5.The conception of man in selected works of the panorthotic period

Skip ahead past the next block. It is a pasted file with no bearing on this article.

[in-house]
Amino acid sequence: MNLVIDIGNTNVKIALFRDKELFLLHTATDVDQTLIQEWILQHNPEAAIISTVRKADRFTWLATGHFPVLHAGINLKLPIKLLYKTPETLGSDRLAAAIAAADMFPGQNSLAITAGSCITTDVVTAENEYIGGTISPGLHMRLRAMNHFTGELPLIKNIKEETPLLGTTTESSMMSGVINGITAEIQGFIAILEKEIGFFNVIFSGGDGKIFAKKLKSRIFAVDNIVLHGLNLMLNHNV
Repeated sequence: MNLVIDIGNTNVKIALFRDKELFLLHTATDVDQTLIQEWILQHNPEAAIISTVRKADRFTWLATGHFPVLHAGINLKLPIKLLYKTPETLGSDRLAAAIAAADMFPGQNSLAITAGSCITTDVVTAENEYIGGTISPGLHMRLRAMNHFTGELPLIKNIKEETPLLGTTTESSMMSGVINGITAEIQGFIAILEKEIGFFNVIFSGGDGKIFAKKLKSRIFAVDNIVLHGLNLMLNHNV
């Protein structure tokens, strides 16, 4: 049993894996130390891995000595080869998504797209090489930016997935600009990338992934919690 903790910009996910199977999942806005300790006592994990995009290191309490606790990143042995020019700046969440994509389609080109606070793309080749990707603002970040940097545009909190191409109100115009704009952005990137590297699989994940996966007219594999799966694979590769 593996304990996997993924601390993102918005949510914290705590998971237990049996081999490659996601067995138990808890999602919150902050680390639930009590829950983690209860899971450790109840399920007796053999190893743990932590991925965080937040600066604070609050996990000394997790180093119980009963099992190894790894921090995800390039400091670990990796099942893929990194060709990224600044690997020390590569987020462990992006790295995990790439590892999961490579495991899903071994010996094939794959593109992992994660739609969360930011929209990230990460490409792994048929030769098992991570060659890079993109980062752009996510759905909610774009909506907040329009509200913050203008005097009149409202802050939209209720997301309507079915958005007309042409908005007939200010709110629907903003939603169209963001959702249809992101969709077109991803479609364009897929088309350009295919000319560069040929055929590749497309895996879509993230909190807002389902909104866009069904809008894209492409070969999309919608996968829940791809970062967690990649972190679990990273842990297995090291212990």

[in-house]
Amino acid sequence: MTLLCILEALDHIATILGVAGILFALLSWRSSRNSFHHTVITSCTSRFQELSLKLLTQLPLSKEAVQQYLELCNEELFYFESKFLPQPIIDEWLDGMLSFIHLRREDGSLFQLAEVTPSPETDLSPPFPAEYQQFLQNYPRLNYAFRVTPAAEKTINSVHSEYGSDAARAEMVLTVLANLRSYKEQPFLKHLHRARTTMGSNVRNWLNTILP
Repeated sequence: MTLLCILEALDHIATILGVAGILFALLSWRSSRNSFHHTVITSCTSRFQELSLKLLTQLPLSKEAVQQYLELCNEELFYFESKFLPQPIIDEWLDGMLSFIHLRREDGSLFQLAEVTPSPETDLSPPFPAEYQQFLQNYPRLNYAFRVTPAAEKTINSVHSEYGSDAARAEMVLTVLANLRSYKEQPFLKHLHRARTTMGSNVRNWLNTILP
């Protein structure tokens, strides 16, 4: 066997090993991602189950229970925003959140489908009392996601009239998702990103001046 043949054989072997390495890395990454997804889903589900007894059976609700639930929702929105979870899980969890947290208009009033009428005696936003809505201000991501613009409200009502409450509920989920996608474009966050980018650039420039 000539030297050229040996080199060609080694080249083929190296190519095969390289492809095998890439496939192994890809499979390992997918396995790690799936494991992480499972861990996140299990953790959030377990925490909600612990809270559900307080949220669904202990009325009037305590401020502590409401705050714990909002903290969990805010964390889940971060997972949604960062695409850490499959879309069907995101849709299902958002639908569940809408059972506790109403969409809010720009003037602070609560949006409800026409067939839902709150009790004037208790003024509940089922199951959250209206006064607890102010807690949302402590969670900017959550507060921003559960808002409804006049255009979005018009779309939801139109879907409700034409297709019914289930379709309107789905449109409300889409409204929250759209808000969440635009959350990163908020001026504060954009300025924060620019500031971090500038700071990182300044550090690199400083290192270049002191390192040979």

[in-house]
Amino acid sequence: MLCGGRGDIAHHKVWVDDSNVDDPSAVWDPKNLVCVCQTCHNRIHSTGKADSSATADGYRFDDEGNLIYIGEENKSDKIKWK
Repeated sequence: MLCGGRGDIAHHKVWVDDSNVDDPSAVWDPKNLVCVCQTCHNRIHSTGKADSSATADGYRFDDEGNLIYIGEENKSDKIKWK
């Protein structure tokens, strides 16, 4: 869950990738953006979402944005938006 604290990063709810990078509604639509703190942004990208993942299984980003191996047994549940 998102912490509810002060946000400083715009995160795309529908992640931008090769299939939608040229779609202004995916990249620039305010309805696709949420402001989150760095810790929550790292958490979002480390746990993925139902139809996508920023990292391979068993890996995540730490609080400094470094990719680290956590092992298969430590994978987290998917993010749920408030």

127 5. The conception of man in selected works of the panorthotic period 5.1 The transition between the pansophic and panorthotic periods As we mention in the second chapter, we agree with Jan Patočka’s view that the transition between Comenius’s pansophic and panorthotic periods coincides with the philosopher’s stay in London from 1641 to 1642. If we take a more in- depth look at the texts written prior to this stay, we find no explicit mentions of a great reformation (i.e., panorthosia) of the so-called human things. Comenius’s treatises from the close of the 1630s, or the first year of the following decade, are pansophic in character, not panorthotic. 5.1.1 Pansophiae praeludium This observation is borne out by Comenius’s treatise Pansophiae praeludium,568 published without the author’s knowledge in Oxford in 1637 under the title Conatuum Comenianorum praeludia569 and in a slightly revised version (this time approved by Comenius) at the beginning of 1639 under the title Panso- phiae prodromus.570 In the introduction, Comenius states his intention to write 568 The full title is Pansophiae praeludium, quo sapientiae universalis necessitas, pos- sibilitas facilitasque (si ratione certa ineatur) breviter ac [di]lucide demonstratur. 569 Conatuum Comenianorum praeludia ex bibliotheca S[amuelis] H[artlibii]. Oxford 1637. See Klosová, Markéta: O Předehře pansofie a jejím Objasnění [On the Prel- ude to Pansophy and Its Elucidation]. In: Comenius, John Amos: Předehra pansof- ie. Objasnění pansofických pokusů [Prelude to Pansophy. Elucidation of pansophic attempts]. Prague 2010,...
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